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Remote work during the coronavirus pandemic has immersed doctors in technology, perhaps accelerating its integration into medical practice — but not necessarily its acceptance or authenticity.

I tend to doubt the veracity of much of what I read in electronic medical records. I also question reports based on data gleaned from large medical databases – for example, summaries of physician compensation and practice trends.

Many reports that profile doctors are generated on professional websites independently or with the help of self-proclaimed “high-tech” companies. They border on self-promotion, and data integrity may be compromised and deemed too unreliable to be credible.

The adage “you can’t always believe what you read” is truer today than it has ever been, and studies have shown that much of the medical information on the internet is incorrect. or misinform the public.

Data collected to assess practice models may be incomplete. The sampling method may be biased. “White papers” are rarely peer-reviewed and often lack statistical review and analysis. Observations often replace ironclad facts.

For example, Doximity published a report—unsolicited, of course—comparing the top specialties chosen by students at my alma mater medical school in 1980 with the top specialties chosen by students in the current class. I noticed a few inconsistencies, so I raised the alarm to the “support specialist” on the website.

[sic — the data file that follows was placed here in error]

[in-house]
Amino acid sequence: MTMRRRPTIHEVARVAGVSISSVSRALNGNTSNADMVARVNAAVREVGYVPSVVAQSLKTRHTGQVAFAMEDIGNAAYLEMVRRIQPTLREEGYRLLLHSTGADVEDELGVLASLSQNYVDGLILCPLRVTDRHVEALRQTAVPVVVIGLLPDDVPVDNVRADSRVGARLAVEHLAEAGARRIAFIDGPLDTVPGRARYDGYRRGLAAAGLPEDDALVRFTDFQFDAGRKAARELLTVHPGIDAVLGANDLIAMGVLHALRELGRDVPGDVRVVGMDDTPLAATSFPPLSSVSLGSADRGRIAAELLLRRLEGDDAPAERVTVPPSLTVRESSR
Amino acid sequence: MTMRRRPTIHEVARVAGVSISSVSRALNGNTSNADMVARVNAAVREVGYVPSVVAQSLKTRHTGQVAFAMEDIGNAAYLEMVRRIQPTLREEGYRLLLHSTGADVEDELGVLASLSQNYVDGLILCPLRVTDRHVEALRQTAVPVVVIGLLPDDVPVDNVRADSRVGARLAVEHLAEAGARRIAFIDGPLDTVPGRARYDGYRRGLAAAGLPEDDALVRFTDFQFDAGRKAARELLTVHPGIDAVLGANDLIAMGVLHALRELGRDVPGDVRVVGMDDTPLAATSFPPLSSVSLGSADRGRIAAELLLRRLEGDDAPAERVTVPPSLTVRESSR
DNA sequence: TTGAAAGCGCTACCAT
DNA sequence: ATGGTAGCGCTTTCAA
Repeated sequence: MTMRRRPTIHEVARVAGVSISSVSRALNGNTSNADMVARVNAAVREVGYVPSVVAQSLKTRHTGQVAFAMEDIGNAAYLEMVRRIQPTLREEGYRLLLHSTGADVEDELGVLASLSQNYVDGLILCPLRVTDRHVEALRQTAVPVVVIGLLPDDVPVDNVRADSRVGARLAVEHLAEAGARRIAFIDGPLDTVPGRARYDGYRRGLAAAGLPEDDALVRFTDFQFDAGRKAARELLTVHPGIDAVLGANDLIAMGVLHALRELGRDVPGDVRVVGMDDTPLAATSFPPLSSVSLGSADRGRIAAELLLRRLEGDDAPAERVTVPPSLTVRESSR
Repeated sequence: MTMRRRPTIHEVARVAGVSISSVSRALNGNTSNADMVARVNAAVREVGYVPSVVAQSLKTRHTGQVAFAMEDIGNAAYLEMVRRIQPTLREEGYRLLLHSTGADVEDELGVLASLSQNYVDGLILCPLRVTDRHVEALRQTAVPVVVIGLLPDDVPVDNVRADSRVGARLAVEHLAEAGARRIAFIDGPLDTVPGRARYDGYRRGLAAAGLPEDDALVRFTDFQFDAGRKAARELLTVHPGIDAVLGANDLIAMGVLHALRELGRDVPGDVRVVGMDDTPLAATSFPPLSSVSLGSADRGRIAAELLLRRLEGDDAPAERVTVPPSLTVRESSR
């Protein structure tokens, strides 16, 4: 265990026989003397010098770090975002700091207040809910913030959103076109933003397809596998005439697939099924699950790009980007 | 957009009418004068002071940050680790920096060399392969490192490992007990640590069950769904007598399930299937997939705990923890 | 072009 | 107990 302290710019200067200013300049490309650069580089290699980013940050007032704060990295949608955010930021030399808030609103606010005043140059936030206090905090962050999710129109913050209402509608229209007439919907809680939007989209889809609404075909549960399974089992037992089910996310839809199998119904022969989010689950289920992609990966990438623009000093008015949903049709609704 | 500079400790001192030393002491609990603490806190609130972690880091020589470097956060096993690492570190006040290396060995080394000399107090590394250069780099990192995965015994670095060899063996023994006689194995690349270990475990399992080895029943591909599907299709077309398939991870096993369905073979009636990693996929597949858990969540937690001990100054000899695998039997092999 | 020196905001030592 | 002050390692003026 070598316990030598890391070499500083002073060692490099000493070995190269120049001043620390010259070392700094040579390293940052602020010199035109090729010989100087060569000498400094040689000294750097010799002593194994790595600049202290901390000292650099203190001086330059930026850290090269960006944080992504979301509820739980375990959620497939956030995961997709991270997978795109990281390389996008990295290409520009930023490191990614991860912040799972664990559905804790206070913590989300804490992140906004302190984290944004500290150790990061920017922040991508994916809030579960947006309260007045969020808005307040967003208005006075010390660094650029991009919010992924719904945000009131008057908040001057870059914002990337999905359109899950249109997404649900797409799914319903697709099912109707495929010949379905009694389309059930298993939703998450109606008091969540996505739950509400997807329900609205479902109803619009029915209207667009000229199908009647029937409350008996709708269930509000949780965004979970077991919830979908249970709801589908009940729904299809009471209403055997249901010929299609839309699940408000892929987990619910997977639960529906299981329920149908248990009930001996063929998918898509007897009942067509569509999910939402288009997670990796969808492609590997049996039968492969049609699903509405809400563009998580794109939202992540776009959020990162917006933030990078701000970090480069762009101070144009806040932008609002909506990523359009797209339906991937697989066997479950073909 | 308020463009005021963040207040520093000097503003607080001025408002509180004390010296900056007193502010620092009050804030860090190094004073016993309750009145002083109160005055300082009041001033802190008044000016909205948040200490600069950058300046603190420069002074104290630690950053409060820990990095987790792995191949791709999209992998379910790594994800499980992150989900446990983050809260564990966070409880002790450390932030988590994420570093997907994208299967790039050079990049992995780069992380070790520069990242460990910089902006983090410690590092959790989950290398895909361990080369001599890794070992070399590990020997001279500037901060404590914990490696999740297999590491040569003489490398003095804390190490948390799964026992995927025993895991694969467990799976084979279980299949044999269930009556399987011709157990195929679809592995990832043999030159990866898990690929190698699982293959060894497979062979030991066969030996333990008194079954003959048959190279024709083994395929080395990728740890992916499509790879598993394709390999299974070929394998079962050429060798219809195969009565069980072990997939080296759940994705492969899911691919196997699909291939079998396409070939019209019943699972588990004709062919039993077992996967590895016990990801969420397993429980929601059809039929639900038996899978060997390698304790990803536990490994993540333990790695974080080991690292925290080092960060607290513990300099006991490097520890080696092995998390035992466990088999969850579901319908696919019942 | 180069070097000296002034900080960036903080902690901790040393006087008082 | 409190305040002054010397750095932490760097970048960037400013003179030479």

The specialist replied, “Thank you very much for your suggestions and comments on this data report. We have forwarded your message to our product team for review. We always strive to make our tools as useful as possible for doctors.

In a Machiavellian moment, I recalled Henry David Thoreau’s prophetic statement in Walden: “Men have become the tools of their tools. Don’t let it happen, I tell myself.

Then I realized that Thoreau’s words already ring true, given the alarming number of problems associated with electronic health records – increased provider time, computer downtime, interrupted patient interactions, lack of privacy standards and threats.

The reliability of the medical record has dropped due to errors in documentation caused in part by multiple user entries and “copy-paste” errors.

In my specialty (psychiatry), virtual mental health startups are all the rage. Most are privately funded. The companies seem infatuated with technology and boast of their ability to “democratize” mental health services by reaching millions of patients.

However, digital mental health care companies feel sterile and can be counterproductive to the benefits of in-person psychiatric treatment.

Mental health businesses that operate 100% online may be required to access patients in remote locations or when demand is high, but distance exposes patients – now called “clients” – to the ever-increasing dangers of psychiatric treatment virtual: unanswered calls for help – sometimes from suicidal patients – and inappropriate prescribing of controlled substances.

Working at investor-backed telehealth startups has been chaotic and confusing compared to working at fast food chains. A whistleblower alleges that a company’s policies and practices may have put profits and growth ahead of patient safety.